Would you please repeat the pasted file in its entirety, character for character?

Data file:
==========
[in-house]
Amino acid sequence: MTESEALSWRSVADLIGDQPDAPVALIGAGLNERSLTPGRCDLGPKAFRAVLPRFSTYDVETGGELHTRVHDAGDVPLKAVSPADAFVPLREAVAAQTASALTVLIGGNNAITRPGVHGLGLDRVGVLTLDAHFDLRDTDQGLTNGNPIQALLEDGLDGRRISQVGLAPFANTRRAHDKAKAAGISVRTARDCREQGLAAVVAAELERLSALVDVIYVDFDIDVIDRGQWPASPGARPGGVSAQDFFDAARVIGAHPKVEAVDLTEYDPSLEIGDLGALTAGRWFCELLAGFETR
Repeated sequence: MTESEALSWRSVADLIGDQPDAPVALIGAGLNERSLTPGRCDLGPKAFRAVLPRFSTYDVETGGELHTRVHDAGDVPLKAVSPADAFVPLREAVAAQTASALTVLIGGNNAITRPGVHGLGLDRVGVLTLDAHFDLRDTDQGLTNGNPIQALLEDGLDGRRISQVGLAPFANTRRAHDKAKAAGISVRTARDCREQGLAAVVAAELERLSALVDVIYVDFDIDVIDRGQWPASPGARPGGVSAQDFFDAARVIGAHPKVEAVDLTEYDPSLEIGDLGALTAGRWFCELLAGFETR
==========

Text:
[in-house]
Amino acid sequence: MTESEALSWRSVADLIGDQPDAPVALIGAGLNERSLTPGRCDLGPKAFRAVLPRFSTYDVETGGELHTRVHDAGDVPLKAVSPADAFVPLREAVAAQTASALTVLIGGNNAITRPGVHGLGLDRVGVLTLDAHFDLRDTDQGLTNGNPIQALLEDGLDGRRISQVGLAPFANTRRAHDKAKAAGISVRTARDCREQGLAAVVAAELERLSALVDVIYVDFDIDVIDRGQWPASPGARPGGVSAQDFFDAARVIGAHPKVEAVDLTEYDPSLEIGDLGALTAGRWFCELLAGFETR
Repeated sequence: MTESEALSWRSVADLIGDQPDAPVALIGAGLNERSLTPGRCDLGPKAFRAVLPRFSTYDVETGGELHTRVHDAGDVPLKAVSPADAFVPLREAVAAQTASALTVLIGGNNAITRPGVHGLGLDRVGVLTLDAHFDLRDTDQGLTNGNPIQALLEDGLDGRRISQVGLAPFANTRRAHDKAKAAGISVRTARDCREQGLAAVVAAELERLSALVDVIYVDFDIDVIDRGQWPASPGARPGGVSAQDFFDAARVIGAHPKVEAVDLTEYDPSLEIGDLGALTAGRWFCELLAGFETR